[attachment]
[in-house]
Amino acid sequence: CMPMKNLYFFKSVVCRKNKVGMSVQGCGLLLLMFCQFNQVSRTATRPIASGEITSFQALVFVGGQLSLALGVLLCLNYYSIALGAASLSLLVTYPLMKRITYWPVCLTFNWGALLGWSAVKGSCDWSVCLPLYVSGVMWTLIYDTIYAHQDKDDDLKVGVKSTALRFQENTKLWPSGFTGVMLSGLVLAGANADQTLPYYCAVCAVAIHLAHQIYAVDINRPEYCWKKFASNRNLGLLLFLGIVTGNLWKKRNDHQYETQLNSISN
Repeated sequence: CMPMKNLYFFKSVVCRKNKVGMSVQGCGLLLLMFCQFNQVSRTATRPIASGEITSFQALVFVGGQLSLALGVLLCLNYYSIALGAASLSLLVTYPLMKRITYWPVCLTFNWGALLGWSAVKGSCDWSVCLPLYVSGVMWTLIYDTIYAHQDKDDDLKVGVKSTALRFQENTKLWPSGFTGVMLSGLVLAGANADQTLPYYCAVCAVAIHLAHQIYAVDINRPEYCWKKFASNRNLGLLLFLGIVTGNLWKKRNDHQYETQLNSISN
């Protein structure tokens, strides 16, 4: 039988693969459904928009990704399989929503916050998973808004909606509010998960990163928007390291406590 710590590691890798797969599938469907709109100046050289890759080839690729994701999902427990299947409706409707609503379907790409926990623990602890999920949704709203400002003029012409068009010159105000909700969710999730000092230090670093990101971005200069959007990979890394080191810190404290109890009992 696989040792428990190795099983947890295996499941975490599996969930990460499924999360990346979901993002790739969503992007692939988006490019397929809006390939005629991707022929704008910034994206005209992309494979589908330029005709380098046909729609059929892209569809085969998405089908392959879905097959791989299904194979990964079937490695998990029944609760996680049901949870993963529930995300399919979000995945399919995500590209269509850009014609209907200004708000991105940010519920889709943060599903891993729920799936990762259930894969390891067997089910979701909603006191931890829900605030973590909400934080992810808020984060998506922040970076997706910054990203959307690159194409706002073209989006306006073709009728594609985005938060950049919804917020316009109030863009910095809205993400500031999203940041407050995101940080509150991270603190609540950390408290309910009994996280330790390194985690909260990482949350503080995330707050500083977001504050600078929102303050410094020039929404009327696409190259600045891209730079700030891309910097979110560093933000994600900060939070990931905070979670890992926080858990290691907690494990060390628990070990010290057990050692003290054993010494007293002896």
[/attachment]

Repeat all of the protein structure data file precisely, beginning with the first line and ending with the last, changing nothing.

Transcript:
[in-house]
Amino acid sequence: CMPMKNLYFFKSVVCRKNKVGMSVQGCGLLLLMFCQFNQVSRTATRPIASGEITSFQALVFVGGQLSLALGVLLCLNYYSIALGAASLSLLVTYPLMKRITYWPVCLTFNWGALLGWSAVKGSCDWSVCLPLYVSGVMWTLIYDTIYAHQDKDDDLKVGVKSTALRFQENTKLWPSGFTGVMLSGLVLAGANADQTLPYYCAVCAVAIHLAHQIYAVDINRPEYCWKKFASNRNLGLLLFLGIVTGNLWKKRNDHQYETQLNSISN
Repeated sequence: CMPMKNLYFFKSVVCRKNKVGMSVQGCGLLLLMFCQFNQVSRTATRPIASGEITSFQALVFVGGQLSLALGVLLCLNYYSIALGAASLSLLVTYPLMKRITYWPVCLTFNWGALLGWSAVKGSCDWSVCLPLYVSGVMWTLIYDTIYAHQDKDDDLKVGVKSTALRFQENTKLWPSGFTGVMLSGLVLAGANADQTLPYYCAVCAVAIHLAHQIYAVDINRPEYCWKKFASNRNLGLLLFLGIVTGNLWKKRNDHQYETQLNSISN
């Protein structure tokens, strides 16, 4: 039988693969459904928009990704399989929503916050998973808004909606509010998960990163928007390291406590 710590590691890798797969599938469907709109100046050289890759080839690729994701999902427990299947409706409707609503379907790409926990623990602890999920949704709203400002003029012409068009010159105000909700969710999730000092230090670093990101971005200069959007990979890394080191810190404290109890009992 696989040792428990190795099983947890295996499941975490599996969930990460499924999360990346979901993002790739969503992007692939988006490019397929809006390939005629991707022929704008910034994206005209992309494979589908330029005709380098046909729609059929892209569809085969998405089908392959879905097959791989299904194979990964079937490695998990029944609760996680049901949870993963529930995300399919979000995945399919995500590209269509850009014609209907200004708000991105940010519920889709943060599903891993729920799936990762259930894969390891067997089910979701909603006191931890829900605030973590909400934080992810808020984060998506922040970076997706910054990203959307690159194409706002073209989006306006073709009728594609985005938060950049919804917020316009109030863009910095809205993400500031999203940041407050995101940080509150991270603190609540950390408290309910009994996280330790390194985690909260990482949350503080995330707050500083977001504050600078929102303050410094020039929404009327696409190259600045891209730079700030891309910097979110560093933000994600900060939070990931905070979670890992926080858990290691907690494990060390628990070990010290057990050692003290054993010494007293002896």